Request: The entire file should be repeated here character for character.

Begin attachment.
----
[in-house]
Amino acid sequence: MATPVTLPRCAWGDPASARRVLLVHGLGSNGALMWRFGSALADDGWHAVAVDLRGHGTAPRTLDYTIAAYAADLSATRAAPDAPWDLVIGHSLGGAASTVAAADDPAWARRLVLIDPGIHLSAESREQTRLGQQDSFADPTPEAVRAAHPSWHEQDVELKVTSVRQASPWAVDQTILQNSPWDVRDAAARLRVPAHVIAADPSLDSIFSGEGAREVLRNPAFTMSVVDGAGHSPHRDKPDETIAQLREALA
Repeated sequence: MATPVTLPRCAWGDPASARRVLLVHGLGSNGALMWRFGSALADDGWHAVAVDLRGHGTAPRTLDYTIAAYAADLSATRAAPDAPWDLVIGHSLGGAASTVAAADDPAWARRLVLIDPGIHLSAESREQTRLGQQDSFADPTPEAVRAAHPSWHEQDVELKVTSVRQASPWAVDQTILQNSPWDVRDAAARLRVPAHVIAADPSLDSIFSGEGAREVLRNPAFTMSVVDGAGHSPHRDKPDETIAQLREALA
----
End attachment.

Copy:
[in-house]
Amino acid sequence: MATPVTLPRCAWGDPASARRVLLVHGLGSNGALMWRFGSALADDGWHAVAVDLRGHGTAPRTLDYTIAAYAADLSATRAAPDAPWDLVIGHSLGGAASTVAAADDPAWARRLVLIDPGIHLSAESREQTRLGQQDSFADPTPEAVRAAHPSWHEQDVELKVTSVRQASPWAVDQTILQNSPWDVRDAAARLRVPAHVIAADPSLDSIFSGEGAREVLRNPAFTMSVVDGAGHSPHRDKPDETIAQLREALA
Repeated sequence: MATPVTLPRCAWGDPASARRVLLVHGLGSNGALMWRFGSALADDGWHAVAVDLRGHGTAPRTLDYTIAAYAADLSATRAAPDAPWDLVIGHSLGGAASTVAAADDPAWARRLVLIDPGIHLSAESREQTRLGQQDSFADPTPEAVRAAHPSWHEQDVELKVTSVRQASPWAVDQTILQNSPWDVRDAAARLRVPAHVIAADPSLDSIFSGEGAREVLRNPAFTMSVVDGAGHSPHRDKPDETIAQLREALA